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Pressure is mounting on the UK government to obtain assurances from the United Arab Emirates that Britons who stage protests in Dubai around the COP28 UN climate summit this autumn will not face arrest.
British human-rights barristers wrote to foreign secretary James Cleverly this week demanding he seek an undertaking from the Emirati authorities affirming the rights and safety of UK citizens travelling to the UAE to engage in peaceful demonstrations.
Campaigners have warned the Gulf state’s restrictions on freedom of expression could curb the ability of activists to stage meaningful protests at the summit and leave them at risk of detention.
The UAE pledged in a joint statement with the UN this month that it would make “space available for climate activists to assemble peacefully and make their voices heard”.
But human rights groups reacted with scepticism. Amnesty International said it remained “to be seen whether the UAE’s promise is anything other than a hollow commitment”, adding that it was “unclear” exactly what the authorities would allow.
The last COP summit, which took place in Egypt, was preceded by a security forces crackdown on activists and in the aftermath campaigners complained that the space set aside for protest had been inadequate.
Ben Keith and Rhys Davies, UK barristers acting for a human-rights activist who wished to remain anonymous for fear of reprisals, said in their letter to Cleverly: “The accommodations apparently offered by the Emirati regime are profoundly flimsy and represent no sensible guarantee to either the right to protest in general or the safety of any protesters who may choose to do so.”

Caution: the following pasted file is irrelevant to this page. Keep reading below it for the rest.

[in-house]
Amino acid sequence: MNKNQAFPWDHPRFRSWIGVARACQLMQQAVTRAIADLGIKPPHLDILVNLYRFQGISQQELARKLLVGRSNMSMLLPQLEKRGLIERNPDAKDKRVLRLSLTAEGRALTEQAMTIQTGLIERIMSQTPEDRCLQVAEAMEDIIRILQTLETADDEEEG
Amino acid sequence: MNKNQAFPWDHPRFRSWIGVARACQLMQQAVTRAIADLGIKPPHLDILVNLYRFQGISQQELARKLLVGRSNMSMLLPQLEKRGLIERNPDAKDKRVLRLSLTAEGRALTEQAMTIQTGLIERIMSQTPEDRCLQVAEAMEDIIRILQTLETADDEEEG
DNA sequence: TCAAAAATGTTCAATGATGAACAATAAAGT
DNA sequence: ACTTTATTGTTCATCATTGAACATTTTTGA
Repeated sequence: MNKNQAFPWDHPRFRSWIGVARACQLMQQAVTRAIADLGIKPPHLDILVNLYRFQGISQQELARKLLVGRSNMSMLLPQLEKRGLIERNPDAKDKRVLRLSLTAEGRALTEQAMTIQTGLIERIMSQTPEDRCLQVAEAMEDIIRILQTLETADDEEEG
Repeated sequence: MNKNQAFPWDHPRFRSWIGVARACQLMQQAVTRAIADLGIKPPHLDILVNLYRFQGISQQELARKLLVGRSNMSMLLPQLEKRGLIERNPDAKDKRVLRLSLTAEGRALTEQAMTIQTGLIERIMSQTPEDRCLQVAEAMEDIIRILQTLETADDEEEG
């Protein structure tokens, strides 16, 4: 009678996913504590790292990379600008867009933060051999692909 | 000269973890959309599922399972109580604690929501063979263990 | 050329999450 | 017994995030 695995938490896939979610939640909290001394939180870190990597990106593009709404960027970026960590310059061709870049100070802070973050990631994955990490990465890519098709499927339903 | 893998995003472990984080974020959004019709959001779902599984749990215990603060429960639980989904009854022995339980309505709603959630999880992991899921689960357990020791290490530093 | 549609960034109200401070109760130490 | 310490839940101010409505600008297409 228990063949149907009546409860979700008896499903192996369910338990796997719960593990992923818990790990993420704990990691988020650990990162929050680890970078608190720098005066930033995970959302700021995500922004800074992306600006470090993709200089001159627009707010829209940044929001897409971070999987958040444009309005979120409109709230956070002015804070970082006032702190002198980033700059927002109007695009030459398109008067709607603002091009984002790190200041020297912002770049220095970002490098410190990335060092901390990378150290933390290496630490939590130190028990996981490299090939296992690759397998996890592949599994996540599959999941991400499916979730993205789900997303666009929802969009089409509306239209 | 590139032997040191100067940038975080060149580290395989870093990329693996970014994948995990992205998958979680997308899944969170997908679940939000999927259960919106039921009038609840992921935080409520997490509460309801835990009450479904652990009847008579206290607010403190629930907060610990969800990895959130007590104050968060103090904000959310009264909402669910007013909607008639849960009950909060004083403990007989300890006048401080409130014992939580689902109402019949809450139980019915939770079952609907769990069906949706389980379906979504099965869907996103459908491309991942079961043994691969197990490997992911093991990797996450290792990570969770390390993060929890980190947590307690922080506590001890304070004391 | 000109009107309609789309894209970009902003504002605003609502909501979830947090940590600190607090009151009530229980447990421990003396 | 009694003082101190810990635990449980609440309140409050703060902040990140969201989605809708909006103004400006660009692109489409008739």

The letter added: “Dissidents are routinely arrested, and protests against the [UAE] government are crushed.” It said that speakers at a climate and health conference held in the Gulf state in April, were told not to protest or “criticise corporations” in a warning that cited the UAE’s laws.
The choice of the oil-rich Gulf state as the host of the next UN climate change summit has been controversial. There was a backlash earlier this year from green groups and many climate experts after Sultan al-Jaber, the head of Abu Dhabi’s state-owned oil company, was appointed president of COP28.
The UAE state oil company last month brought forward its net zero carbon emissions target by five years to 2045 but intends to increase oil production capacity in coming years.
In the letter, Keith and Davies asked Cleverly to clarify what steps, if any, the government was taking ahead of COP28 to ensure the rights of UK citizens will be respected if they engage in peaceful protest at the summit.
The pair also asked what specific advice the Foreign Office had for British nationals planning to travel to the UAE for the summit.
In response to a request for comment from the Financial Times, the Foreign Office pointed to its published travel advice for visiting the UAE, which does not mention COP28.
The Foreign Office has come in for strong criticism recently over its handling of the case of Matthew Hedges, a British academic arrested in the UAE in 2018 on suspicion of being a spy and allegedly tortured while in prison.
Earlier this month, the Foreign Office was ordered to apologise and pay compensation to Hedges, who was pardoned days after being given a life sentence as his case threatened to derail the close ties between Britain and the UAE, which has repeatedly denied any mistreatment of Hedges.
The UAE foreign ministry and COP organisers did not immediately respond to a request for comment.
Additional reporting by Simeon Kerr